|6/6/2014 11:08:00 AM|
Coastal church observes 65th anniversary
Photo courtesy of Benton County Historical Museum
Chapel after reconstruction as St. Augustine
St. Augustine Parish photo
Clarice Morris stands next to display about her wedding at St. Augustine Parish’s 65th anniversary.
LINCOLN CITY - St. Augustine Parish observed the 65th anniversary of its dedication May 15. The building, a former Camp Adair chapel, was transported in 1948 from the Army training post north of Corvallis, then reconstructed on its current site.
The day began with the celebration of Mass by Father Joseph Sebasty, pastor. Later in the church hall, Bob Herman, church cantor sang the National Anthem. Father Sebasty said a prayer of thanks and proclaimed the church a beacon for Catholic residents and visitors; he invited fallen away Catholics to return home to the church.
Parishioner Claudette Schroeder gave a brief history of the church’s founding. In 1925, Father Charles Raymond acquired 80 acres of land in the Devil’s Lake area, which he subdivided to finance the church and rectory construction, she said. Named Raymond Town, the area was later renamed Oceanlake, then Lincoln City. The original church, built by Father Raymond and members of the Mercier family, was small —20 feet by 40 feet — and served the parish for 24 years.
Keynote speaker John Harvard Baker, author of “Camp Adair, The Story of a World War II Cantonment” shared these facts about Camp Adair: the Post covered 65,000 acres; the construction of 1,800 buildings took less than six months; and the project was completed under budget at $32 million. The Post trained more than 100,000 soldiers; treated casualties at the hospital complex after the war; even housed POWs. He also shared that the 11 chapels built at Camp Adair were saved from demolition at the end of the War. These chapels were made available to communities for churches and as a war memorial.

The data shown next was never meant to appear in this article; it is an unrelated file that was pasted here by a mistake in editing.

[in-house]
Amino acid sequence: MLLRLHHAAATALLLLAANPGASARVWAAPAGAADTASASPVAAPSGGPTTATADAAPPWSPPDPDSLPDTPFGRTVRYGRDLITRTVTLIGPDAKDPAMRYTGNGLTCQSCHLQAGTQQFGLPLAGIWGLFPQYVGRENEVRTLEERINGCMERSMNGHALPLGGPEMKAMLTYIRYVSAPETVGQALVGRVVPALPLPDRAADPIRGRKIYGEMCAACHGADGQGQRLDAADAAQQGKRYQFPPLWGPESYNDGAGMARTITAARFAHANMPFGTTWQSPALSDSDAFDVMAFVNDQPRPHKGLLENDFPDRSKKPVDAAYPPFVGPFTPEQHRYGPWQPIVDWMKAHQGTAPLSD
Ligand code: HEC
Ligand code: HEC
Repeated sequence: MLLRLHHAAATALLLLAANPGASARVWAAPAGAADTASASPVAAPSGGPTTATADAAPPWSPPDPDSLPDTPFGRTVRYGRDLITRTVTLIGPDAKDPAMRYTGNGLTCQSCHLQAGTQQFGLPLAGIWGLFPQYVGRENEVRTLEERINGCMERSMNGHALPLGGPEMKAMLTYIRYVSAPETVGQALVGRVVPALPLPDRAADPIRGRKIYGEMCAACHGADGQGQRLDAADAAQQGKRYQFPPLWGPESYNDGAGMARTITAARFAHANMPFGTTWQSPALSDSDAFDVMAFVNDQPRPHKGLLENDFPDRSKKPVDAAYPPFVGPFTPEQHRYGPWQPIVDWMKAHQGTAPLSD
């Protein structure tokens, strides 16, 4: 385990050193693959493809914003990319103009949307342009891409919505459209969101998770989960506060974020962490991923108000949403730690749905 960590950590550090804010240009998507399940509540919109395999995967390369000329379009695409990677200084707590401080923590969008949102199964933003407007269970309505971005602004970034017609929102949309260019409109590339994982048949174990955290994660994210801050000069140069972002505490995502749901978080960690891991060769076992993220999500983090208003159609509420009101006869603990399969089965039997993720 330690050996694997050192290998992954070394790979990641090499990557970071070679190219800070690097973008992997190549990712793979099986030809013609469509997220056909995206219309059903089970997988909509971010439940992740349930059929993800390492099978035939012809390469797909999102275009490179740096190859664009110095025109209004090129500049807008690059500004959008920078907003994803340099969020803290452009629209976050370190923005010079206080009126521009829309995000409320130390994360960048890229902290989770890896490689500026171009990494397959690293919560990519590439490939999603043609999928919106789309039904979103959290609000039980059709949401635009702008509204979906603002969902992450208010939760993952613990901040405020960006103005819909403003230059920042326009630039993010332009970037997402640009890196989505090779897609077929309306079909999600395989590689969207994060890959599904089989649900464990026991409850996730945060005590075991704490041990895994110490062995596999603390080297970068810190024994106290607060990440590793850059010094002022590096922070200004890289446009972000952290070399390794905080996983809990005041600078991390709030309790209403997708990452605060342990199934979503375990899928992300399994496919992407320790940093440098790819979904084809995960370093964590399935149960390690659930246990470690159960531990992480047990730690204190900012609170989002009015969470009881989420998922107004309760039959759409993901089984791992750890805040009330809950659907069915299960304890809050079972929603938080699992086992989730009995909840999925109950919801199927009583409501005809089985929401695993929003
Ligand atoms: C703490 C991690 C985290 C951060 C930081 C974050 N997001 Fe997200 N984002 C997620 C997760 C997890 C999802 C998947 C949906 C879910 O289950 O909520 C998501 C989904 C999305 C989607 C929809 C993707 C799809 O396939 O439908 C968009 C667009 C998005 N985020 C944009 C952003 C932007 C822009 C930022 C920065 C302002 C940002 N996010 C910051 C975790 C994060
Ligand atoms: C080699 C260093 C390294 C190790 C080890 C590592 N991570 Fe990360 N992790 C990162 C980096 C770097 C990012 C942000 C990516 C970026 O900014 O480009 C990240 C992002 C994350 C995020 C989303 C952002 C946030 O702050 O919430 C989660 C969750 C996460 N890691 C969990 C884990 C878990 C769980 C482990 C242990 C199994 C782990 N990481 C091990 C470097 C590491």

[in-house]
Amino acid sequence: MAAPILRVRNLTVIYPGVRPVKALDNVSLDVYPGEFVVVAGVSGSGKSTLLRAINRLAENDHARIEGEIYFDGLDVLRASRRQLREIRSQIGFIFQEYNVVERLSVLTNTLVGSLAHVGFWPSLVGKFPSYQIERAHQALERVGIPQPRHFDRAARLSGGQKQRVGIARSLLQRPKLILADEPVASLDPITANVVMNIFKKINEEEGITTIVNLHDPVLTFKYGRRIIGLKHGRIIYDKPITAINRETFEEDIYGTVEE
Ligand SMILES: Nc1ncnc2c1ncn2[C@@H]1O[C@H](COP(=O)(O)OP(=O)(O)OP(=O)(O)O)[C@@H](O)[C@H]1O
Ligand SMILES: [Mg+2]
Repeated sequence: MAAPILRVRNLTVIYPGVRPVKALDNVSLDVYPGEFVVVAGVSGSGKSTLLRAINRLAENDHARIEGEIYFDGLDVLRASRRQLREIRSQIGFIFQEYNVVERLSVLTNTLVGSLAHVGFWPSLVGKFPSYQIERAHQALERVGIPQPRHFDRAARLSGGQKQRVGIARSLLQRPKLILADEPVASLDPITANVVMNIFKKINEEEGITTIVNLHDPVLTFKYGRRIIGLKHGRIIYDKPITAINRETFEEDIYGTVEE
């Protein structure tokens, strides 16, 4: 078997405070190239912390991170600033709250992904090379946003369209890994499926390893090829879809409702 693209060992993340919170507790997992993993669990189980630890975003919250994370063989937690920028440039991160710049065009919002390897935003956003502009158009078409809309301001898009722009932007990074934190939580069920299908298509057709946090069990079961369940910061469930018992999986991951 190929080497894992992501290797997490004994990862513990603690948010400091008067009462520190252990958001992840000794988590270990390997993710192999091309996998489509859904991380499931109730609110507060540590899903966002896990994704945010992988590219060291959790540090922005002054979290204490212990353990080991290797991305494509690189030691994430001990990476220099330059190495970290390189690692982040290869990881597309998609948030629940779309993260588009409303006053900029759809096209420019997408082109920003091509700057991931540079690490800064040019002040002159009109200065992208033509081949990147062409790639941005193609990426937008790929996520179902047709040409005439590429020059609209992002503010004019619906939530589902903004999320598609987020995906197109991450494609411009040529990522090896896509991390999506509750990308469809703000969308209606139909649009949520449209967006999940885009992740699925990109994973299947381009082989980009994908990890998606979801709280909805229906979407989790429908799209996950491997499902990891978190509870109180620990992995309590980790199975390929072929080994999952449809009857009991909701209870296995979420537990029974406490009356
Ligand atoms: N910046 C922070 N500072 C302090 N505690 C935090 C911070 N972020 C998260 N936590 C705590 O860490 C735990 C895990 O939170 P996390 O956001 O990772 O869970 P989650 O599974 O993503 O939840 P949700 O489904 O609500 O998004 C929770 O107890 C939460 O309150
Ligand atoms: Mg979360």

Father Otto Scheffold acquired the Camp Adair chapel for the coastal parish. William Merzenich and his son, Matthias, reconstructed the church. According to Michael Merzenich, grandson of William, the Merzenich family built several Catholic churches in the Archdiocese of Portland.
Archbishop Edward Howard dedicated the church on May 15, 1949, and conducted the first Confirmation. Two of the confirmed attended the anniversary event. Donald and Clarice Morris were one of the early couples to be joined in the Sacrament of Matrimony. Clarice attended the event and shared her wedding photographs for a display.
The day ended with refreshments provided by Will Reddish, caterer; Robin Reddish, church secretary; and Joni Kaletka, parishioner. Dessert was a special cake with a picture of the church on the icing.
Article Comment Submissions